You are currently browsing the monthly archive for November 2010.
The last milestone was the 1000, but this one, post 1280, goes up exactly four years (well, I’m three days late, actually) after my first ever post. Since then, I’ve spent countless hours of free time educating and entertaining myself, touring other folk through the sixth boro,
Baltimore (and many other places …) and more I hope to come. Thanks to all for your tours and advice and feedback.
Meanwhile, I’m enjoying this blog more than ever, learning to see, fishing
(sometimes in extreme conditions) for
flights of fancy and
all manner of lore and historical info about the sixth boro and all the waters connected to it.
Like yesterday, I was reading about Alice L. Moran, her marvelous feats, and wondering if she’s still called Amsterdam and working in Bahraini waters. And I was reading about PY-16 USS Zircon (later a pilotboat named New York and previously a Pusey & Jones steam yacht Nakhoda), predecessor of pilotboat New York.
I’ve enjoyed these first 1280 and will be continuing. Meanwhile, here’s another interesting thing I stumbled upon yesterday on page 12 of the Spring 1966 Tow Line magazine. I hope no one is irked by my printing a screen shot here. Enjoy. Letter 1 with request on left and response on right.
Meanwhile, a few words about the MWA Waterfront Conference tomorrow: “
New York, NY: On Tuesday, November 30, senior officials and representatives from over 14 government agencies will join over 500 waterfront advocates, educators, and planning experts for the Metropolitan Waterfront Alliance’s 2010 Waterfront Conference at Smithsonian’s National Museum of the American Indian in New York, the George Gustav Heye Center.
Dozens of agency officials, politicians, and other experts will be on hand to offer their perspectives on the future of the NY-NJ Harbor, including: NYC Deputy Mayor Robert Steel, Bob Martin of the NJ Department of Environmental Protection, Col. John R. Boulé II of the US Army Corps of Engineers, Capt. Linda Fagan of the US Coast Guard, Peter Davidson of the Empire State Development Corporation, David Bragdon of the NYC Mayor’s Office of Long-Term Planning & Sustainability, Adrian Benepe of the NYC Department of Parks & Recreation, Amanda Burden of the NYC Planning Commission, Cas Holloway of the NYC Department of Environmental Protection, and Seth Pinsky of the NYC Economic Development Corporation.”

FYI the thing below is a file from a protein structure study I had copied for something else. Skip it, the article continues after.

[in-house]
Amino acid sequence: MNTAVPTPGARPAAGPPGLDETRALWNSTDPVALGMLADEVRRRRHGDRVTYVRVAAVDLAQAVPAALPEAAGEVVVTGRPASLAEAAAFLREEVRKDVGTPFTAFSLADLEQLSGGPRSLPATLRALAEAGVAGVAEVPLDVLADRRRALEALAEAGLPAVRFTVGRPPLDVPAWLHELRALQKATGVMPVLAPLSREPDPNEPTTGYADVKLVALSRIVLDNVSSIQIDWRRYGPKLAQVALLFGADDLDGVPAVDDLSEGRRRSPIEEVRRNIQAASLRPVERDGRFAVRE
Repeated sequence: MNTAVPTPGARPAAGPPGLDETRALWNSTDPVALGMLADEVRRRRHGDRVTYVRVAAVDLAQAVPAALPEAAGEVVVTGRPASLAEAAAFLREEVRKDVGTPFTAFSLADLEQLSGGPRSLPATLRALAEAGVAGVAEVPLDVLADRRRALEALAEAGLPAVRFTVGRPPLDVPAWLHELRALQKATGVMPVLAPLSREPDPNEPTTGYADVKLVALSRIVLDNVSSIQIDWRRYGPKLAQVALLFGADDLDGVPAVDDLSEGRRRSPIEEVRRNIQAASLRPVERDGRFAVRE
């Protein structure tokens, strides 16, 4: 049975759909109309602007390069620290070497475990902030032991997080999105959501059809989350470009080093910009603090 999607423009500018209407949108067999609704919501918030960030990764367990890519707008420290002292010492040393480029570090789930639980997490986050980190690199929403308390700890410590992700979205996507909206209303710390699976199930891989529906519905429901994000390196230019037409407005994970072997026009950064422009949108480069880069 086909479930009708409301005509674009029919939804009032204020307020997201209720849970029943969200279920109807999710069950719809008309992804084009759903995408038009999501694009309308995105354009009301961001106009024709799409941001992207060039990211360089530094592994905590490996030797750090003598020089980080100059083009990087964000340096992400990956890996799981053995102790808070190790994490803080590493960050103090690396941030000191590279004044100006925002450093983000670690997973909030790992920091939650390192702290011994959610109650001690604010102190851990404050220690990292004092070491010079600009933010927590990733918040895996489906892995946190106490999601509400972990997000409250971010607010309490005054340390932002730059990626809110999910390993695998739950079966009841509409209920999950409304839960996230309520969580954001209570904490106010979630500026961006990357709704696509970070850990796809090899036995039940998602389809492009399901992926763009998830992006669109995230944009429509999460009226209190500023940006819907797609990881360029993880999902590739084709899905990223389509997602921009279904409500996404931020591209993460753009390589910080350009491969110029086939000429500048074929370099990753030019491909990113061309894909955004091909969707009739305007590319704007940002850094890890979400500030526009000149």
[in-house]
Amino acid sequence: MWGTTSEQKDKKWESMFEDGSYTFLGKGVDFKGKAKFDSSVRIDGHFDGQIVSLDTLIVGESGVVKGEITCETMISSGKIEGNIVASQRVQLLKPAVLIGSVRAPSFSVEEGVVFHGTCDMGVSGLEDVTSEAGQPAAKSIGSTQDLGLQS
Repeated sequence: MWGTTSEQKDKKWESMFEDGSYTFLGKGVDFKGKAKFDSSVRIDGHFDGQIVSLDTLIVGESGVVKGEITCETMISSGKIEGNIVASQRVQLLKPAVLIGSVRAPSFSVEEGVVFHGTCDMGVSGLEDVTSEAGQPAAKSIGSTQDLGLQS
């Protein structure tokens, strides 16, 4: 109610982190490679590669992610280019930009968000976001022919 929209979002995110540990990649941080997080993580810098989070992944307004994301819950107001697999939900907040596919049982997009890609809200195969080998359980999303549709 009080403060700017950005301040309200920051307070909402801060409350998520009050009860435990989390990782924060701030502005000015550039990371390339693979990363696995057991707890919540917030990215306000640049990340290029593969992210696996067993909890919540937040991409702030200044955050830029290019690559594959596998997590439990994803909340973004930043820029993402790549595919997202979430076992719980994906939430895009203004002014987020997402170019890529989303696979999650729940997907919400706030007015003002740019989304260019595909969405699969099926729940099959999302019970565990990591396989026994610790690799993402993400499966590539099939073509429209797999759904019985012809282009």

Thanks to Pat Folan of Pelican Passage . . . a new Cutler boat? See another foto at the end of the post.
Also thanks to Pat, a new Vane Brothers boat . . . Quantico Creek. See fotos of the launch of the 3000 hp tug here.
Odin, seen here many times before
Finally, as promised, another view of the first vessel: Crystal Cutler, a 1600ish hp newbuild rcently arrived in the sixth boro. Welcome!
For more of Pat’s great fotos, click here. All others by Will Van Dorp.
See you at the MWA 2010 Waterfront Conference on Tuesday. For details, click the icon on left side of page.
I give thanks for the doomed ships getting a (maybe temporary) reprieve, although there’s no denying that Olympia does NOT rise and fall with the tide. Here she clearly rests
Crew of SKS Tyne fotograph each other as they leave Philly and
Pilotboat Overfalls heads south, and
no matter the day, the harbor beat goes on.
All fotos, Thanksgiving Day, by Will Van Dorp.
Soon afterward, I went out for a Thanksgiving lobster. Speaking of, read this great article about the Pilgrims and their Thanksgiving eels.
Note: Doubleclick enlarges.
Thankgiving, and snowfall on the Delaware, and what it brings–with 9000 hp and San Francisco on its stern–
Pilot! It’s a Crowley’s tug on
La Princesa, the triple-deck 580′ loa barge that runs between Pennsauken, NJ and San Juan, PR.
Just over a year ago, I saw fotos of La Princesa push ashore by the storm named Ida near Virginia Beach, VA, and I read it was big, but here Grace Moran and
huge the barge is. See it in the St. John’s River, FL here.
3 pm Thursday they headed upriver under the Ben Franklin Bridge, and
as of noon today, they were still docked at Pennsauken, and I had to move on. More La Princesa fotos here. More Delaware River first snow fotos soon.
All fotos by Will Van Dorp.
Sometimes stories get told wrong, again and again. Like the one about Thanksgiving. How many pilgrims can you name?
You know the name of the ship they sailed/chartered, but who was the captain? Were they headed for Massachusetts? Can you name one of the “Indians” or their tribe? When did it become an official US holiday?
Read at least a few paragraphs here, enough to learn about Capt. John Hunt, Tisquantum’s time in the Mediterranean, his time in Newfoundland, and the fact that his time of slavery (ironically) actually lengthened his life a bit.